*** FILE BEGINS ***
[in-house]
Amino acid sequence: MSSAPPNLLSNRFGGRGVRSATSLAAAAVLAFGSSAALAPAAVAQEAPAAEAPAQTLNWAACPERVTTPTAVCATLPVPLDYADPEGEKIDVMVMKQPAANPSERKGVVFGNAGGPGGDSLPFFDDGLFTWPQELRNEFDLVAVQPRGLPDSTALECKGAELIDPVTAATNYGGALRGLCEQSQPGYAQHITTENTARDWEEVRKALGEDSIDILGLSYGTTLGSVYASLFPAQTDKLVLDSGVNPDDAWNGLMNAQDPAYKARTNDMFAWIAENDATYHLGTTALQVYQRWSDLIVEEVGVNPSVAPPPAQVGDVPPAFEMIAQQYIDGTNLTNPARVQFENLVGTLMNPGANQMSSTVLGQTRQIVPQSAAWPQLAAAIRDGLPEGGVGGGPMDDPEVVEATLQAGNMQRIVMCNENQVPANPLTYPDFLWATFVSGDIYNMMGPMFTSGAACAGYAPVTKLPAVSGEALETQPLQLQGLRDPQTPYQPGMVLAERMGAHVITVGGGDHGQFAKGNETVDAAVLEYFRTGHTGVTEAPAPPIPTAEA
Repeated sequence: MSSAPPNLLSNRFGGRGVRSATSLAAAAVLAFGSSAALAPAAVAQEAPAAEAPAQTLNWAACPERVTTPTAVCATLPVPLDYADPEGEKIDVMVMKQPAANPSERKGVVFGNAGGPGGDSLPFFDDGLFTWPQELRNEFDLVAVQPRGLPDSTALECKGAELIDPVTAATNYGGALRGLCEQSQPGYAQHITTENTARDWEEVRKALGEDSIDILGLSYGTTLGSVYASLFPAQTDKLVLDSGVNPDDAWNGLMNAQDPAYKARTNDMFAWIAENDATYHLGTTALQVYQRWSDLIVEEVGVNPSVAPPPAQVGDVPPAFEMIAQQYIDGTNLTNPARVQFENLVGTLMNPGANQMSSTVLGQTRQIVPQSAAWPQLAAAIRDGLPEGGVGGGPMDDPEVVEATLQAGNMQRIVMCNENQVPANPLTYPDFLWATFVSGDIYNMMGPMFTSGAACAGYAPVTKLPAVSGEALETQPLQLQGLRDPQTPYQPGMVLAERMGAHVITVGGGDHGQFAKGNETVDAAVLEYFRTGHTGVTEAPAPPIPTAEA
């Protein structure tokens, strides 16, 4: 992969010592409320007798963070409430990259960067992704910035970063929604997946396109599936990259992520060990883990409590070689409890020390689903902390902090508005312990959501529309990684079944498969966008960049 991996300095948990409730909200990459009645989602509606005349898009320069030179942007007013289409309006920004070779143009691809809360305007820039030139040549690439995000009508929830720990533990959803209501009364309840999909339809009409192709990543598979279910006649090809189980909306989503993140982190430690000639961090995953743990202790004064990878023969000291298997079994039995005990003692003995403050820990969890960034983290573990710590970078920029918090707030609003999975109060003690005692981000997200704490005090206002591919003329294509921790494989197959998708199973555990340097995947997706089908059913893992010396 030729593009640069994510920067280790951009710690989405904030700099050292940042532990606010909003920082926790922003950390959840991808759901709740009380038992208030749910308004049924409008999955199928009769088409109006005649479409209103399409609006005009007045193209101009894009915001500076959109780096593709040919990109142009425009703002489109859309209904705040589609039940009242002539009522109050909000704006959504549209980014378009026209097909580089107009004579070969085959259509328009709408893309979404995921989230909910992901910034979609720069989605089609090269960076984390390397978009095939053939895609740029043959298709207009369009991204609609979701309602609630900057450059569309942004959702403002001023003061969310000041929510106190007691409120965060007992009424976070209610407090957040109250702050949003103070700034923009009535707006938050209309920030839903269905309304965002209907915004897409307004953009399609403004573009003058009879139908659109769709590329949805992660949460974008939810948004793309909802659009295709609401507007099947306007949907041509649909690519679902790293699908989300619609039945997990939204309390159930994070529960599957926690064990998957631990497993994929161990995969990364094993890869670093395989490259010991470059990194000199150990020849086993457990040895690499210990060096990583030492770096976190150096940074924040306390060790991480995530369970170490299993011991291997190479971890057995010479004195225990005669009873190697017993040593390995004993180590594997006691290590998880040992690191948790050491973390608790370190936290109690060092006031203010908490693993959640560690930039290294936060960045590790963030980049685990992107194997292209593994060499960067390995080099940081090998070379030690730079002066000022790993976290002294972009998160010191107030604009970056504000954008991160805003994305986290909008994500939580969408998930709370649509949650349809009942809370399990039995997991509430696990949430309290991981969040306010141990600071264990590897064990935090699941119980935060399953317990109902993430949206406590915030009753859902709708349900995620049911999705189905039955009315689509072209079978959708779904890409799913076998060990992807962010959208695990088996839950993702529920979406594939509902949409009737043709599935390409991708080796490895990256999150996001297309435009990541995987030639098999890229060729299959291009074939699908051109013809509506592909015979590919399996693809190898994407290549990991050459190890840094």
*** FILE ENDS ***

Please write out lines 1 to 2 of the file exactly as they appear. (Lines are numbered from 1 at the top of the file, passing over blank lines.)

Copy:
[in-house]
Amino acid sequence: MSSAPPNLLSNRFGGRGVRSATSLAAAAVLAFGSSAALAPAAVAQEAPAAEAPAQTLNWAACPERVTTPTAVCATLPVPLDYADPEGEKIDVMVMKQPAANPSERKGVVFGNAGGPGGDSLPFFDDGLFTWPQELRNEFDLVAVQPRGLPDSTALECKGAELIDPVTAATNYGGALRGLCEQSQPGYAQHITTENTARDWEEVRKALGEDSIDILGLSYGTTLGSVYASLFPAQTDKLVLDSGVNPDDAWNGLMNAQDPAYKARTNDMFAWIAENDATYHLGTTALQVYQRWSDLIVEEVGVNPSVAPPPAQVGDVPPAFEMIAQQYIDGTNLTNPARVQFENLVGTLMNPGANQMSSTVLGQTRQIVPQSAAWPQLAAAIRDGLPEGGVGGGPMDDPEVVEATLQAGNMQRIVMCNENQVPANPLTYPDFLWATFVSGDIYNMMGPMFTSGAACAGYAPVTKLPAVSGEALETQPLQLQGLRDPQTPYQPGMVLAERMGAHVITVGGGDHGQFAKGNETVDAAVLEYFRTGHTGVTEAPAPPIPTAEA